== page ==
Oil pulling is an ancient Ayurvedic practice that has been handed down over the ages as good oral care. Oil pulling or allowing your body to soak in the oil by swishing or holding it in the mouth is believed to whiten your teeth, help gingivitis and reduce microorganisms and plaque that can cause bad breath. You can use sunflower, sesame or coconut oil. To “oil pull” you need to take a tea-spoon or table-spoons worth and swish it in your mouth. You can start with doing this for five minutes and gradually build it up to twenty minutes. Your jaws are likely to hurt from the exercise and if you find yourself swallowing the oil, you have probably used too much. Once done, you spit out the oil which is likely to appear cloudy. This is because skin of the cells in your mouth which are made of lipids bond with the oil molecules, which you then eliminate while spitting.
In a study conducted on a small cohort, oil pulling was shown to be statistically significant in reducing plaque and gingivitis. Oil pulling is also recommended because in Ayurveda it is believed that the tongue is linked to the liver, lungs, kidney, heart, intestines etc. It is believed that through oil pulling a wide variety of chronic illnesses can be prevented. Some of the issues that are believed to be addressed by oil pulling include back pains, allergies, Crohn’s disease, constipation, bleeding gums, migraines and insomnia.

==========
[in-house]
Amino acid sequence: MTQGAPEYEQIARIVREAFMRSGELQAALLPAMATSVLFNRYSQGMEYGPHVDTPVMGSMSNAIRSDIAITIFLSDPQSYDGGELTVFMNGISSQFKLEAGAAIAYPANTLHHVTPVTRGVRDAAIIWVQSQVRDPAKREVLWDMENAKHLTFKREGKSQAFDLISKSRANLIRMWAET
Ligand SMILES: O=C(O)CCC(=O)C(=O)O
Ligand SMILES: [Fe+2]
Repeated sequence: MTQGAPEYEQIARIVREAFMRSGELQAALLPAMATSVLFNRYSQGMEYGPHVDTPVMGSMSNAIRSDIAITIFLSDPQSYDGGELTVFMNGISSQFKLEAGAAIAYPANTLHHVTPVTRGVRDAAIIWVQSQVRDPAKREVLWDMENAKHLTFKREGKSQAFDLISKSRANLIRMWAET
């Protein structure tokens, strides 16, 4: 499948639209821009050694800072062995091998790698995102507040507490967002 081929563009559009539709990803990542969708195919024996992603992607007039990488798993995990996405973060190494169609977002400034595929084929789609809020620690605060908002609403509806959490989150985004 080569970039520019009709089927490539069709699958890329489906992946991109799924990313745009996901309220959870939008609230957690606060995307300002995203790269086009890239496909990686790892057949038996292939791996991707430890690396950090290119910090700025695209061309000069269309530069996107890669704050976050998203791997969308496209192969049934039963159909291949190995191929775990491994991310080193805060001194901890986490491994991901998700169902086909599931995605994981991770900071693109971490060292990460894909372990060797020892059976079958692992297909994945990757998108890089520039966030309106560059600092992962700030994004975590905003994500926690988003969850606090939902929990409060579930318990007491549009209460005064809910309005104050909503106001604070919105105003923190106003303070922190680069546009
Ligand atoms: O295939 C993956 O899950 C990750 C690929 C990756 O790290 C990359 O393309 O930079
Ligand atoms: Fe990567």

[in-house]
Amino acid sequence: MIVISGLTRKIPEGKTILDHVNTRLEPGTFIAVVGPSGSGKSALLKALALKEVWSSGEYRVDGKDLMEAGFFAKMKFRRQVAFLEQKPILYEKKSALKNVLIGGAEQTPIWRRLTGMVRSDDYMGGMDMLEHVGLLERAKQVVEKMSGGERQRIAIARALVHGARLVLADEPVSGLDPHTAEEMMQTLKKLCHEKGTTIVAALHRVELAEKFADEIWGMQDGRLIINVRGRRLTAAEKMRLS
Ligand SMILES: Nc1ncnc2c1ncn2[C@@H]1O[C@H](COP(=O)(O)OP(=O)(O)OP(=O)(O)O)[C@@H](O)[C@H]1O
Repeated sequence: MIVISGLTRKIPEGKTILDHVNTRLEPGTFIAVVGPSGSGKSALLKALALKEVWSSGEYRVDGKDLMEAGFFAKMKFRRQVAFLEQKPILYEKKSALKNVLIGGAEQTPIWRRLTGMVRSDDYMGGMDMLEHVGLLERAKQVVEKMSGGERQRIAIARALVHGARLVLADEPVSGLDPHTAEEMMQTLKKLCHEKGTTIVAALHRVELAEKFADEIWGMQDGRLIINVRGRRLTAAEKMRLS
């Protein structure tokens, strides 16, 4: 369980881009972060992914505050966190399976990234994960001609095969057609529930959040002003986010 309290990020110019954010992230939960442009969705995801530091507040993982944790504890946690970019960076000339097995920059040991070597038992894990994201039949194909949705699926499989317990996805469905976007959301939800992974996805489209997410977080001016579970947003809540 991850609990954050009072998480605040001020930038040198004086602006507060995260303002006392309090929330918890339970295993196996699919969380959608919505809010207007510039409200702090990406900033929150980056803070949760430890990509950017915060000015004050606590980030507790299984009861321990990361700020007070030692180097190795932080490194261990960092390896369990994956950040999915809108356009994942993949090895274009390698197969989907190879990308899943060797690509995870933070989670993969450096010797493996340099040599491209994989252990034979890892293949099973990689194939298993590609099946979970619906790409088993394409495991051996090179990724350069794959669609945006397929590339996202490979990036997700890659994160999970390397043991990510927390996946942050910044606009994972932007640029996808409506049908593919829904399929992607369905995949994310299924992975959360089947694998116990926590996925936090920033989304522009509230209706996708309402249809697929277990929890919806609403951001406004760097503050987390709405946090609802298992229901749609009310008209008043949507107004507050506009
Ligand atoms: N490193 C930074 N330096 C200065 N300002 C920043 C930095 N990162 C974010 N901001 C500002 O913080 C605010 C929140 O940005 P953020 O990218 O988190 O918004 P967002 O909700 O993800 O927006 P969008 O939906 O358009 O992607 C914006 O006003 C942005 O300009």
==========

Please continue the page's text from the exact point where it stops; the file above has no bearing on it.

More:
Oral care is much overlooked and besides brushing your teeth once a day, many people don’t think of other options. Your mouth however is the gateway to all food and drink which is entering your body and therefore the more hygienic its condition, the greater the reduction in risk of diseases. Oil pulling is not recommended as a substitute to regular dental care such as brushing, flossing or cleaning your tongue. Also, some people can be allergic to oil and trying a patch test may be advised.
PS: I have known about this for almost ten years now as my own dad has been practicing oil pulling using sesame oil for this duration. Personally I have been reluctant to try as the notion of swirling oil in my mouth is not very appealing. After what I have read, I am more inclined to try, perhaps using coconut oil which is apparently easier on the palate.